Deadline? What deadline? The deadline for the U.S. Senate to vote on some version of a cybersecurity bill seems to be both amorphous and porous.
Less than two weeks ago, everybody involved was saying if it was going to happen, it would have to be before the end of the Senate's current work period, on June 29.
Majority Leader Harry Reid pledged that he would bring the 2012 Cyber Security Act (CSA), cosponsored by Sens. Joseph Lieberman (I-Conn) and Susan Collins (R-Maine) to the floor for a vote sooner than later.
"I put everyone on notice: We are going to move this bill at the earliest possible date," Reid said on the Senate floor. And Lieberman said at the time that he was confident legislation would go to the floor this month.
That was then. By the middle of last week, June had shifted to July. Nicole Johnson, writing in the Federal Times, said Lieberman told reporters at a cyber briefing by the Department of Homeland Security (DHS) that, "I'm as confident as I can be that this will come up no later than July."
This, said Leslie Phillips, communications director for the Senate Homeland Security and Governmental Affairs Committee, is just the reality of the Senate. "Originally, Sen. Reid said the bill would come up in the first work period. That didn't happen. Then we thought it would come up in the second. That didn't happen. And so on," she said. "The decision is entirely up to the leader."
Not that there isn't plenty of talk about it. In the past two weeks, Lieberman and Collins hosted a demonstration for fellow senators by the DHS' U.S. Computer Emergency Readiness Team (CERT) to show how easily hackers can gain control of a person's computer through spear phishing -- targeted emails crafted to look credible enough to convince an individual to divulge information or open malicious files.
Andrew Couts reported in Digital Trends this week that on the House side, Rep. Mike Rogers (R-MI) said in a panel discussion hosted by The Week magazine that he believes President Obama will sign the legislation he co-sponsored, called the Cyber Intelligence Sharing and Protection Act (CISPA) if it reaches his desk.
The House passed CISPA by a healthy 248-168 on April 26, but the White House issued a statement before the debate on the bill even started saying no bill would be signed that did not ensure the protection of critical infrastructure systems and guard the privacy of citizens. CISPA did neither, the White House said.
However, a number of observers suspect that Rogers might be right. A month after the veto threat, Obama's head of cybersecurity, Howard Schmidt -- a vocal CISPA critic and the administration's voice on such legislation -- retired.
"Furthermore, Obama isn't exactly known for sticking tightly to his guns on vetoes," wrote Andrew Couts on Digital Trends.
And amid the competition between CISPA and CSA is a proposed compromise by Sens. Sheldon Whitehouse (D-R.I.) and Jon Kyl (R-Ariz.) that they hope will settle the debate over how heavy the hand of government should be in regulating industries that operate critical infrastructure by replacing the mandates contained in CSA with incentives for meeting what the proposal calls Baseline Performance Goals. Republicans, especially Sen. John McCain, of Arizona, have said they will not support legislation that "burdens" industry with more regulation.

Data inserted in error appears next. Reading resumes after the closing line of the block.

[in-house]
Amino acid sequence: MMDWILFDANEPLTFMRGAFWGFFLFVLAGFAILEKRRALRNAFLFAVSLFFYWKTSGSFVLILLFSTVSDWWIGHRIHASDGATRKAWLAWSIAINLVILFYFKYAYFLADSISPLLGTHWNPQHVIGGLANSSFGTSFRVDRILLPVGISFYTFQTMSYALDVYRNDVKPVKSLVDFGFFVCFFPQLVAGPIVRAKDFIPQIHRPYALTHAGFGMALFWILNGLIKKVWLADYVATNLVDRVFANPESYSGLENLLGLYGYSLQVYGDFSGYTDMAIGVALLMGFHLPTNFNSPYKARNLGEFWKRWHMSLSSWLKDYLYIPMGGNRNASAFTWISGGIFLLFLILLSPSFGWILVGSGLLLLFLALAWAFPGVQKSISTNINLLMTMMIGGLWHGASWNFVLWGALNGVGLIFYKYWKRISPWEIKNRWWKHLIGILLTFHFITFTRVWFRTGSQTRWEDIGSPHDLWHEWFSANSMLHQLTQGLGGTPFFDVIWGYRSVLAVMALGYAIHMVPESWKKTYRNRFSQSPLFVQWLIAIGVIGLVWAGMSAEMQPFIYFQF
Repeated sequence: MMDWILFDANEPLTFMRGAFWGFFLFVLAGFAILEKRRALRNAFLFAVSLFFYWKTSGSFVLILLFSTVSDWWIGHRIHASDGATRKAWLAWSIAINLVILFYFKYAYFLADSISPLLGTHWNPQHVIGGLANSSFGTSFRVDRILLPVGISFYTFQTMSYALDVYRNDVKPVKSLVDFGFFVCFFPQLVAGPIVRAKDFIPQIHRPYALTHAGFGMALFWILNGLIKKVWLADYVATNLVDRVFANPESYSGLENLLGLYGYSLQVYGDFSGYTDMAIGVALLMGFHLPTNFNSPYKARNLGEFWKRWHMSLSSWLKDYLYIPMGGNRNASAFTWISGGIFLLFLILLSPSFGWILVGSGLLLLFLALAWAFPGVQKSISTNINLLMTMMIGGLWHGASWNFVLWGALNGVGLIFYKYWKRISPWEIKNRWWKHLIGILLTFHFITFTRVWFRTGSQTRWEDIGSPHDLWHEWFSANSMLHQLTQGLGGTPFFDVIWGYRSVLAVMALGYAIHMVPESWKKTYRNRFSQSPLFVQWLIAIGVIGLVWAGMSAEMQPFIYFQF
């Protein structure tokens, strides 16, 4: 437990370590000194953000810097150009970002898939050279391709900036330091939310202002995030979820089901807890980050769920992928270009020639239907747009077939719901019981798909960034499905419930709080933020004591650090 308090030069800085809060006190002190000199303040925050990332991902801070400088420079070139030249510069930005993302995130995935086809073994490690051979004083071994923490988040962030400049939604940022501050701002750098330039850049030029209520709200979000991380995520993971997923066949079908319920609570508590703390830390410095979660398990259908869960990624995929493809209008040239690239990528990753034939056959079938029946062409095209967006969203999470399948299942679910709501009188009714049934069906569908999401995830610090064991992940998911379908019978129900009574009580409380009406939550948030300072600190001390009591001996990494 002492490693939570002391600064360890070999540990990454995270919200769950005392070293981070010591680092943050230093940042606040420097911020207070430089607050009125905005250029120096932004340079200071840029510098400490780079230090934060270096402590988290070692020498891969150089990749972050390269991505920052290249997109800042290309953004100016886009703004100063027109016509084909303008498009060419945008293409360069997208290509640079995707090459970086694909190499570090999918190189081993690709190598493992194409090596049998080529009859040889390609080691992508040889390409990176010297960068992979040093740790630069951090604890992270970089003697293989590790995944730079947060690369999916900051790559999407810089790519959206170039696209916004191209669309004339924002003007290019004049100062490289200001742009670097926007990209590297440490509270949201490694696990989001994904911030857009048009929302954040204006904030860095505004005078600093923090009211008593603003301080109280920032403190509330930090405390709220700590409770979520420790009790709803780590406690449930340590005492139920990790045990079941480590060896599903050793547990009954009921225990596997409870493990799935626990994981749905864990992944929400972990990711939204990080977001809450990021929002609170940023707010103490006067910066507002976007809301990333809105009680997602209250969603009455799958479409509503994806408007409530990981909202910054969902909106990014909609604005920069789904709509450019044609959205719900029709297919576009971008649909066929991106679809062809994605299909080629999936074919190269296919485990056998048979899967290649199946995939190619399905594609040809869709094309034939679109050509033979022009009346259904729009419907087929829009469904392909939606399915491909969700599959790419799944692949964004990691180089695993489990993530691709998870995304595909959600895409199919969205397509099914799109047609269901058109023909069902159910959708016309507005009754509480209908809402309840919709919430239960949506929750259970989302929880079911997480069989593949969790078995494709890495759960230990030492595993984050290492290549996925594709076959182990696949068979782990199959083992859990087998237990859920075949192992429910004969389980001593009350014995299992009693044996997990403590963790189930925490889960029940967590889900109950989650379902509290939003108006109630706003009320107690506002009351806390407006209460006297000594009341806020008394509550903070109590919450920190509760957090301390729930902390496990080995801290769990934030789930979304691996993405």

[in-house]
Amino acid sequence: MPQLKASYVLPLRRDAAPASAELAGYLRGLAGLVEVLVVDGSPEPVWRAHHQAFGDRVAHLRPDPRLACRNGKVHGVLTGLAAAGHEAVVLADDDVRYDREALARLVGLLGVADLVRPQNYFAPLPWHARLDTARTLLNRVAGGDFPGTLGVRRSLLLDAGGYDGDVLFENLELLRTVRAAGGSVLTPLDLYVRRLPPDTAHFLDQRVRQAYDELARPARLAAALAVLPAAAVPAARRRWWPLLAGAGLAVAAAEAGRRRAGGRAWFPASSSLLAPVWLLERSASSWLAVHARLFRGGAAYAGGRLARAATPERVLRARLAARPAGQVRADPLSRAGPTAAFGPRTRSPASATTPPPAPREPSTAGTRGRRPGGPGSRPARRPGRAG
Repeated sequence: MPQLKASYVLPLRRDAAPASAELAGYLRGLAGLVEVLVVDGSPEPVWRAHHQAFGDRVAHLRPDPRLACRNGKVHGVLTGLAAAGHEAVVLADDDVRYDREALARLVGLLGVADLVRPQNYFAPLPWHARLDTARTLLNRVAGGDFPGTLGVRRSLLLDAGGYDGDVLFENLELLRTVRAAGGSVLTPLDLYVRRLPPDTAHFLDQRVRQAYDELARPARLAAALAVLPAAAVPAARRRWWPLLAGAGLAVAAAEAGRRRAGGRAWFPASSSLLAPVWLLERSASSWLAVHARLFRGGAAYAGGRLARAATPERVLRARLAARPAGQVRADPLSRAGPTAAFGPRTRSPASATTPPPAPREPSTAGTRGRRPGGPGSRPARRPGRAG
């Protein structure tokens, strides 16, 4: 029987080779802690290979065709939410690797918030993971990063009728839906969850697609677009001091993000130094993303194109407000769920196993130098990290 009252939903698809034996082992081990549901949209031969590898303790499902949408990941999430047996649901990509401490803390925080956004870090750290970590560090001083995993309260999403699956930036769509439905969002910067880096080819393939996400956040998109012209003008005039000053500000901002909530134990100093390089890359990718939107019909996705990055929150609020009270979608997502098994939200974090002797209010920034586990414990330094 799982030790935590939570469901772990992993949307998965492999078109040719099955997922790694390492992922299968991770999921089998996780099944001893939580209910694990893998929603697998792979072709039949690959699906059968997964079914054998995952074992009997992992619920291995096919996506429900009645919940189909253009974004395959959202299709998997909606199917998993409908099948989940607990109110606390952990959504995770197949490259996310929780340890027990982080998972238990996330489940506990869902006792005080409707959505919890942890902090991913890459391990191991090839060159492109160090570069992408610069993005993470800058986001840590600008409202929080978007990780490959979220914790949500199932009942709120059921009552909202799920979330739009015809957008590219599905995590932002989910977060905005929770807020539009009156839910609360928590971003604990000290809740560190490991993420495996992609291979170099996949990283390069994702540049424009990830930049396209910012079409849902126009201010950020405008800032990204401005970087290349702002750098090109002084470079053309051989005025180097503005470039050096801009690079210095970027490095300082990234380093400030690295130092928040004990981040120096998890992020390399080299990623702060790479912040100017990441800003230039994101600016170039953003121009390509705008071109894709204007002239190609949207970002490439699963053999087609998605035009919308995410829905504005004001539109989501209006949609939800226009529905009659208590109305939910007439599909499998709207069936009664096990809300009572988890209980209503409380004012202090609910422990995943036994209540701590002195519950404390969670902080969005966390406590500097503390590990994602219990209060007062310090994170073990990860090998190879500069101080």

The proposal is not a bill -- all that has been seen of it so far is a six-page conceptual draft. But it was good enough to prompt a letter from Sens. Olympia Snowe (R-Maine) and Mark Warner (D-VA) to Reid and Republican Senate Minority Leader Mitch McConnell, asking them to set a firm date during the July work period to debate legislation.
While the letter has no direct reference to the Kyl-Whitehouse proposal, it does say, "there is tremendous potential for this chamber to forge a viable solution that incentivizes private sector participation and collaboration" -- the key word being "incentivizes."
Lieberman told reporters at the cyber briefing that he believes his proposal is the best of the several on the table. But he is also aware that the window of opportunity is closing. "The time remaining to do this is growing short," he said.
"We know that the 'lame duck' session will be almost exclusively taken up with the crucial national security debate about reversing the $500 billion in defense cuts mandated by the Budget Control Act, as well as dealing with the expiration of the Bush tax cuts and the payroll tax cuts," Lieberman said.
Paul Rosenzweig, founder of the homeland security consulting firm Red Branch Law & Consulting, and a former DHS policy official, writing on the Lawfare blog this week, agrees. "If there is no action in July before the big August recess there is precious little likelihood of movement this year," he wrote.
If the window does close, it will be a disappointment, but not a huge surprise to experts like Joel Harding, a retired military intelligence officer and now information operations consultant expert and consultant. "We have been discussing this issue for close to 15 years," he said. "I even did my MBA thesis on it."